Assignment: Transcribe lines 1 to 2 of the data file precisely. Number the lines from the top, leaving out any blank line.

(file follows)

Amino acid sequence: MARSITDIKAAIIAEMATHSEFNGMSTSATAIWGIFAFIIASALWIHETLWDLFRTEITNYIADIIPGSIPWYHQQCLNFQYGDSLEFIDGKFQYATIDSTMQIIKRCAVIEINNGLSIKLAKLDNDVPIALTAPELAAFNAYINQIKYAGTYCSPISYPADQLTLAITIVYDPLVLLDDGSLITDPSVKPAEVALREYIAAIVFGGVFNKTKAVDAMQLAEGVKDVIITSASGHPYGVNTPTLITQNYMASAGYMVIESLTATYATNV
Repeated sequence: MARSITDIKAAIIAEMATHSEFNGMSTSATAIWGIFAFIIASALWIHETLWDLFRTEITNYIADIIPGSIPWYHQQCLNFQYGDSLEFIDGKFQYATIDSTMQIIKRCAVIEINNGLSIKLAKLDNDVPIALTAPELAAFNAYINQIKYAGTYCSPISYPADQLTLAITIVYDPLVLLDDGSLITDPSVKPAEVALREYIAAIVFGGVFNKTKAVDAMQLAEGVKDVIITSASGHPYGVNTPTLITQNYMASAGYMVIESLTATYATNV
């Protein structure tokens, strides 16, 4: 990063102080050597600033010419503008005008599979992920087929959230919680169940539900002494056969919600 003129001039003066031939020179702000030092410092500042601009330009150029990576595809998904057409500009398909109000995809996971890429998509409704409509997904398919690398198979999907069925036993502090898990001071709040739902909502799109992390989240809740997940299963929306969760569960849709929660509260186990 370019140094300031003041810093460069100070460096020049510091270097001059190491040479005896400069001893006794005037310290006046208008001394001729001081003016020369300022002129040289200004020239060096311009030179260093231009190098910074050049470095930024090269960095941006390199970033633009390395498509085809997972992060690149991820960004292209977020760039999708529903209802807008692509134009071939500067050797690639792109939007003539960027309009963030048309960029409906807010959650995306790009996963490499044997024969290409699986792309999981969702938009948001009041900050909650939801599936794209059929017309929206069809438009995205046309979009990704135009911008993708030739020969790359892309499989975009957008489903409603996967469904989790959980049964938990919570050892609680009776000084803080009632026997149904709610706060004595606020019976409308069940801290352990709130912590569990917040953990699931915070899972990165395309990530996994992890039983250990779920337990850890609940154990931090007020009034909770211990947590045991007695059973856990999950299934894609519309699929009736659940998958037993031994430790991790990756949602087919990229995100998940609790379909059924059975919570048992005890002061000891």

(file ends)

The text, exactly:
Amino acid sequence: MARSITDIKAAIIAEMATHSEFNGMSTSATAIWGIFAFIIASALWIHETLWDLFRTEITNYIADIIPGSIPWYHQQCLNFQYGDSLEFIDGKFQYATIDSTMQIIKRCAVIEINNGLSIKLAKLDNDVPIALTAPELAAFNAYINQIKYAGTYCSPISYPADQLTLAITIVYDPLVLLDDGSLITDPSVKPAEVALREYIAAIVFGGVFNKTKAVDAMQLAEGVKDVIITSASGHPYGVNTPTLITQNYMASAGYMVIESLTATYATNV
Repeated sequence: MARSITDIKAAIIAEMATHSEFNGMSTSATAIWGIFAFIIASALWIHETLWDLFRTEITNYIADIIPGSIPWYHQQCLNFQYGDSLEFIDGKFQYATIDSTMQIIKRCAVIEINNGLSIKLAKLDNDVPIALTAPELAAFNAYINQIKYAGTYCSPISYPADQLTLAITIVYDPLVLLDDGSLITDPSVKPAEVALREYIAAIVFGGVFNKTKAVDAMQLAEGVKDVIITSASGHPYGVNTPTLITQNYMASAGYMVIESLTATYATNV